SUN VALLEY, Idaho (Legal Newsline)-There are oftentimes broad public policy implications to lawsuits that states file on behalf of consumers, the director of the Northwestern Law Attorneys General Education Program said Monday.
Linda Kelly, director of the Northwestern Law Attorneys General Education Program, said legal decisions made by state attorneys general have fallout sometimes far from their own states.
Speaking at the Conference of Western Attorneys General, Kelly said Minnesota Attorney General Lori Swanson's lawsuit last month against the National Arbitration Forum has changed parts of the legal landscape nationally.
Swanson filed her suit July 14 against the National Arbitration Forum, which settled the Democratic attorney general's claims six days later.
In her complaint, Swanson alleged that NAF informs consumers that it is an impartial entity, while convincing credit card companies and lenders to insert arbitration clauses into their contracts and then appoint the Minneapolis -based organization to handle the negotiating.
After settling the lawsuit, NAF announced it was suspending its consumer arbitration operations. The American Arbitration Association followed suit.
The case is an example of how a lawsuit filed by one AG can have national implications, Kelly said.
"Basically, with just this one lawsuit she got the National Arbitration Forum to agree to get out of the business entirely," Kelly said, noting that for years Congress has been grappling with consumer arbitration regulations. "This is an example of how far-reaching your actions can be."
Northwestern's program, run under the Searle Center of Law, Regulation and Economic Growth, is designed to provide attorneys general and their staff with "balanced" presentations, Kelly said.
Columbia University Law School also has an attorney general education program. The National State Attorneys General Program at the New York campus is headed by James Tierney, former attorney general of Maine. The Northwestern program is based at the school's Chicago campus.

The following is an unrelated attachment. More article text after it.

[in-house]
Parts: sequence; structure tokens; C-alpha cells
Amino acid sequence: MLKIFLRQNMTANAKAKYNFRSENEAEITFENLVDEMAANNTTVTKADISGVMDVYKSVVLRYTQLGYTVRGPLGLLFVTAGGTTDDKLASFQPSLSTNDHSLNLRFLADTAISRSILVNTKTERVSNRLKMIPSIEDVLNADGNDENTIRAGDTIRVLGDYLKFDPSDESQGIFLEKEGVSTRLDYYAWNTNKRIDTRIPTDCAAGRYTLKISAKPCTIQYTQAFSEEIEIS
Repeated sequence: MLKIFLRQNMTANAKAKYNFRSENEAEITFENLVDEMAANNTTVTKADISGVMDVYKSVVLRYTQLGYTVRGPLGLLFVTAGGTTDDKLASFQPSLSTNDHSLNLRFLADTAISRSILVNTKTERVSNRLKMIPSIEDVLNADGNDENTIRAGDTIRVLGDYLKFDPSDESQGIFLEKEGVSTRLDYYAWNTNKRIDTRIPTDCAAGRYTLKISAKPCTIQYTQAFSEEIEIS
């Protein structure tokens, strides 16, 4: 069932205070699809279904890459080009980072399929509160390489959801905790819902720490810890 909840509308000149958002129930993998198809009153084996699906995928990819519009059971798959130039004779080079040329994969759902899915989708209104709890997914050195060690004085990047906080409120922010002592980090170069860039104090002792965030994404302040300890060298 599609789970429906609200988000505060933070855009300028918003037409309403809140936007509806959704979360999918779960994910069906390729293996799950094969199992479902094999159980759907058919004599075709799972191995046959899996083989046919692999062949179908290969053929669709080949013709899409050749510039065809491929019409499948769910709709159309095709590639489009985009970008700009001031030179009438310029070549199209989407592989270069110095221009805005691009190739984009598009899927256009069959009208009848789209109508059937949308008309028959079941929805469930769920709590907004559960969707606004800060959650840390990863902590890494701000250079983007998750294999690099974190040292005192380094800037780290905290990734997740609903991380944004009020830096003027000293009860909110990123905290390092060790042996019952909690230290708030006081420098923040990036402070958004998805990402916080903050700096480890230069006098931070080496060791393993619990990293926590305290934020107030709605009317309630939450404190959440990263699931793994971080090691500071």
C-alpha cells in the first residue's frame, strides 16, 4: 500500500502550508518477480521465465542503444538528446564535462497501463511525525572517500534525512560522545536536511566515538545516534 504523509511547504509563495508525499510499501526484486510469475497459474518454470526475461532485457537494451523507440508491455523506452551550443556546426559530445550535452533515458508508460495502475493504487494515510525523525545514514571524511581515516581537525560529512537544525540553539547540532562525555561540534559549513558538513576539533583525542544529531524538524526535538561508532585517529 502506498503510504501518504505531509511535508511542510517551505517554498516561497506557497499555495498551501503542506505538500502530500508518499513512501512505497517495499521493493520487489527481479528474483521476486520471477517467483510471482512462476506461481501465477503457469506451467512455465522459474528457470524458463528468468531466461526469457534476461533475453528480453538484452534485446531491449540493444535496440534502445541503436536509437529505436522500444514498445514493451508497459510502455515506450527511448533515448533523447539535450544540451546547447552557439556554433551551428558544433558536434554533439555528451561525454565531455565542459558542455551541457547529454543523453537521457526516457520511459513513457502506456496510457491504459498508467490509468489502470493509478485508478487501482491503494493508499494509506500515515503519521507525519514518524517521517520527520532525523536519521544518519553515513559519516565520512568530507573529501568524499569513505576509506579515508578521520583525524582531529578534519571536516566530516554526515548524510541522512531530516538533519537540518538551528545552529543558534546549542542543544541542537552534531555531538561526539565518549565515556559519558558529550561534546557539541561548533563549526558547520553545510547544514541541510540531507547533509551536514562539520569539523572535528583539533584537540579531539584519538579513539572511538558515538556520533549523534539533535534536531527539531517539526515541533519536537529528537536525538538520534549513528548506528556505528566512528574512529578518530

"We're really striving to provide educational programming that's different - that's focused in a different manner than any of the others out there," Kelly said. "One factor that distinguishes our program is that we're trying to take a 30,000-foot public policy focus rather than focusing on different lines of litigation or litigation issues, specifically."
On the program's advisory board are three Democratic AGs - Lisa Madigan of Illinois, Thurbert Baker of Georgia and Martha Coakley of Massachusetts -- and three Republican attorneys general -- John Suthers of Colorado, Rob McKenna of Washington and Bill McCollum of Florida.
The purpose of the bipartisan advisory board is simple, she said, "I definitely want to be sure that we have some oversight to make sure we are providing balance in our programs. It is an important value to me and to the Searle Center."
At its inaugural program in April, eight attorneys general heard presentations on the national financial crisis and what state enforcement issues could arise from the collapse.
"We also talked about federal preemption and the balance between preemption and consumer protection, and the appropriate role of the federal government and the state governments, which is an important perennial issue," Kelly said.
In June, the center hosted 41 AG staffers, representing 25 different states, to discuss broader economic issues.
"The idea is to enhance the tool kit of the staff to evaluate issues," Kelly said, adding the cost for attending the program is covered by the Searle Center.
She said the next AG training seminar is scheduled for October. Among issues likely to be discussed include Internet regulation, data privacy and antitrust law.
Colorado Attorney General John Suthers, a Republican, attended the center's first program. He said Northwestern's fledgling AG program is a testament to the new level of interest in what state chief legal officers are doing.
"Frankly, the legal world and the world as a whole is recognizing ... the influence that AGs are exercising," Suthers said.